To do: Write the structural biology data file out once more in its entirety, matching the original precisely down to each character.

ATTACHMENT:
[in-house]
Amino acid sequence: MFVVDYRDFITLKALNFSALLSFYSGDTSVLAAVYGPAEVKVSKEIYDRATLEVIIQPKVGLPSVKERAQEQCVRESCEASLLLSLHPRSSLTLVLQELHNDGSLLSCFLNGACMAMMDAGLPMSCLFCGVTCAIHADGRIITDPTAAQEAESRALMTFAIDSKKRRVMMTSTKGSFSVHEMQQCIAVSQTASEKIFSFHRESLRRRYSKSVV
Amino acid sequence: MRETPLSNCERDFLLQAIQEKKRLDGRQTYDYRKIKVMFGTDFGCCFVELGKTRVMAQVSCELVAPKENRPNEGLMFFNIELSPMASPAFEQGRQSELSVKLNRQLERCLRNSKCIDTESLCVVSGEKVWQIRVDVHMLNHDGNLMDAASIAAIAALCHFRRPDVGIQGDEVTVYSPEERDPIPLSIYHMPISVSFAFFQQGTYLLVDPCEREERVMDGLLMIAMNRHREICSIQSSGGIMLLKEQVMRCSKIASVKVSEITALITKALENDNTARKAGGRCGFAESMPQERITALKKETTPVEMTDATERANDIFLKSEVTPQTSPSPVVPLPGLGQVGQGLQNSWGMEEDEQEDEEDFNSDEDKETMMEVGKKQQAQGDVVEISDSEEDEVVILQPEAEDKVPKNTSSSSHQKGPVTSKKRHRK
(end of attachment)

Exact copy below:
[in-house]
Amino acid sequence: MFVVDYRDFITLKALNFSALLSFYSGDTSVLAAVYGPAEVKVSKEIYDRATLEVIIQPKVGLPSVKERAQEQCVRESCEASLLLSLHPRSSLTLVLQELHNDGSLLSCFLNGACMAMMDAGLPMSCLFCGVTCAIHADGRIITDPTAAQEAESRALMTFAIDSKKRRVMMTSTKGSFSVHEMQQCIAVSQTASEKIFSFHRESLRRRYSKSVV
Amino acid sequence: MRETPLSNCERDFLLQAIQEKKRLDGRQTYDYRKIKVMFGTDFGCCFVELGKTRVMAQVSCELVAPKENRPNEGLMFFNIELSPMASPAFEQGRQSELSVKLNRQLERCLRNSKCIDTESLCVVSGEKVWQIRVDVHMLNHDGNLMDAASIAAIAALCHFRRPDVGIQGDEVTVYSPEERDPIPLSIYHMPISVSFAFFQQGTYLLVDPCEREERVMDGLLMIAMNRHREICSIQSSGGIMLLKEQVMRCSKIASVKVSEITALITKALENDNTARKAGGRCGFAESMPQERITALKKETTPVEMTDATERANDIFLKSEVTPQTSPSPVVPLPGLGQVGQGLQNSWGMEEDEQEDEEDFNSDEDKETMMEVGKKQQAQGDVVEISDSEEDEVVILQPEAEDKVPKNTSSSSHQKGPVTSKKRHRK